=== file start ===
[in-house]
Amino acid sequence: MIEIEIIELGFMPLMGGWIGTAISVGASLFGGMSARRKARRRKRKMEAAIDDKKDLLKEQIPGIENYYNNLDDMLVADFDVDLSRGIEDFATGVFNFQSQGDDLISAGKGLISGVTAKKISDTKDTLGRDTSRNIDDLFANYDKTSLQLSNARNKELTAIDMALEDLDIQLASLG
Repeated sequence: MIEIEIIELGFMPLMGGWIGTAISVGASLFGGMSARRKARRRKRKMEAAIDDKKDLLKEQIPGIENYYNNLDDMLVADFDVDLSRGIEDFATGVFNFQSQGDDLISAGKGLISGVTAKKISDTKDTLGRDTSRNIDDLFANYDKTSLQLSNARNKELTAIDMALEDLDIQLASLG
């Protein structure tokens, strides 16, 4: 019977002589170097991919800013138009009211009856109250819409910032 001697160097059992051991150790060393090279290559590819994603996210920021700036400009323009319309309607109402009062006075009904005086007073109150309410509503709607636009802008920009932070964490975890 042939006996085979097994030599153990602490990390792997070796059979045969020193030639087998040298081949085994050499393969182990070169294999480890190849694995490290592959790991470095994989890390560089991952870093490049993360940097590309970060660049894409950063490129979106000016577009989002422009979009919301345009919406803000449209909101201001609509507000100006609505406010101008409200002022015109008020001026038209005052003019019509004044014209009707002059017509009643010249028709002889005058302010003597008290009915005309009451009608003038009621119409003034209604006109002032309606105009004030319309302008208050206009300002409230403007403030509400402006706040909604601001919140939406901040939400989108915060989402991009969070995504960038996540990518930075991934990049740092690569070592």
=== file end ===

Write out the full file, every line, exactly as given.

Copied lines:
[in-house]
Amino acid sequence: MIEIEIIELGFMPLMGGWIGTAISVGASLFGGMSARRKARRRKRKMEAAIDDKKDLLKEQIPGIENYYNNLDDMLVADFDVDLSRGIEDFATGVFNFQSQGDDLISAGKGLISGVTAKKISDTKDTLGRDTSRNIDDLFANYDKTSLQLSNARNKELTAIDMALEDLDIQLASLG
Repeated sequence: MIEIEIIELGFMPLMGGWIGTAISVGASLFGGMSARRKARRRKRKMEAAIDDKKDLLKEQIPGIENYYNNLDDMLVADFDVDLSRGIEDFATGVFNFQSQGDDLISAGKGLISGVTAKKISDTKDTLGRDTSRNIDDLFANYDKTSLQLSNARNKELTAIDMALEDLDIQLASLG
């Protein structure tokens, strides 16, 4: 019977002589170097991919800013138009009211009856109250819409910032 001697160097059992051991150790060393090279290559590819994603996210920021700036400009323009319309309607109402009062006075009904005086007073109150309410509503709607636009802008920009932070964490975890 042939006996085979097994030599153990602490990390792997070796059979045969020193030639087998040298081949085994050499393969182990070169294999480890190849694995490290592959790991470095994989890390560089991952870093490049993360940097590309970060660049894409950063490129979106000016577009989002422009979009919301345009919406803000449209909101201001609509507000100006609505406010101008409200002022015109008020001026038209005052003019019509004044014209009707002059017509009643010249028709002889005058302010003597008290009915005309009451009608003038009621119409003034209604006109002032309606105009004030319309302008208050206009300002409230403007403030509400402006706040909604601001919140939406901040939400989108915060989402991009969070995504960038996540990518930075991934990049740092690569070592």